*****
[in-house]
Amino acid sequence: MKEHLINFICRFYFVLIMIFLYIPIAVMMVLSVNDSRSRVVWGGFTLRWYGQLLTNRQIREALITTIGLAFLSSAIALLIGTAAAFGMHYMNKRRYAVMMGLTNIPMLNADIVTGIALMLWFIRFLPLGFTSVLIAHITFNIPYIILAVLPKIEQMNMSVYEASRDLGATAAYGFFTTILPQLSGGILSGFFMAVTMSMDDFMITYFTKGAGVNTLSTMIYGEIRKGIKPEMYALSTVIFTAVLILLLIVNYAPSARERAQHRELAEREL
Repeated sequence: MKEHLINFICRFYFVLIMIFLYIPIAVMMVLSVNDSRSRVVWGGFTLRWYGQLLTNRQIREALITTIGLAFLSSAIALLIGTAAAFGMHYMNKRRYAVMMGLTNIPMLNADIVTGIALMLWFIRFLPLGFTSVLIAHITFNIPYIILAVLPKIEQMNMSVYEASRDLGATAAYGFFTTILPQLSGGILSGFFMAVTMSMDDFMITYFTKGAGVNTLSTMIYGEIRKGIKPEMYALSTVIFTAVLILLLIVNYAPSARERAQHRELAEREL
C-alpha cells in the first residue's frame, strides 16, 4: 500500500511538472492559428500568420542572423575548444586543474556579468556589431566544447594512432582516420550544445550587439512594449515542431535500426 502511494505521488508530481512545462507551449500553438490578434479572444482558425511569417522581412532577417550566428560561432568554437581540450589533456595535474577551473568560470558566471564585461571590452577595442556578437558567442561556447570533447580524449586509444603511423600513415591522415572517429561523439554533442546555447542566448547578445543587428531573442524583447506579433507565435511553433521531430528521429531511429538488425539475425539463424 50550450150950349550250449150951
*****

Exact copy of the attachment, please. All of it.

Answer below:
[in-house]
Amino acid sequence: MKEHLINFICRFYFVLIMIFLYIPIAVMMVLSVNDSRSRVVWGGFTLRWYGQLLTNRQIREALITTIGLAFLSSAIALLIGTAAAFGMHYMNKRRYAVMMGLTNIPMLNADIVTGIALMLWFIRFLPLGFTSVLIAHITFNIPYIILAVLPKIEQMNMSVYEASRDLGATAAYGFFTTILPQLSGGILSGFFMAVTMSMDDFMITYFTKGAGVNTLSTMIYGEIRKGIKPEMYALSTVIFTAVLILLLIVNYAPSARERAQHRELAEREL
Repeated sequence: MKEHLINFICRFYFVLIMIFLYIPIAVMMVLSVNDSRSRVVWGGFTLRWYGQLLTNRQIREALITTIGLAFLSSAIALLIGTAAAFGMHYMNKRRYAVMMGLTNIPMLNADIVTGIALMLWFIRFLPLGFTSVLIAHITFNIPYIILAVLPKIEQMNMSVYEASRDLGATAAYGFFTTILPQLSGGILSGFFMAVTMSMDDFMITYFTKGAGVNTLSTMIYGEIRKGIKPEMYALSTVIFTAVLILLLIVNYAPSARERAQHRELAEREL
C-alpha cells in the first residue's frame, strides 16, 4: 500500500511538472492559428500568420542572423575548444586543474556579468556589431566544447594512432582516420550544445550587439512594449515542431535500426 502511494505521488508530481512545462507551449500553438490578434479572444482558425511569417522581412532577417550566428560561432568554437581540450589533456595535474577551473568560470558566471564585461571590452577595442556578437558567442561556447570533447580524449586509444603511423600513415591522415572517429561523439554533442546555447542566448547578445543587428531573442524583447506579433507565435511553433521531430528521429531511429538488425539475425539463424 50550450150950349550250449150951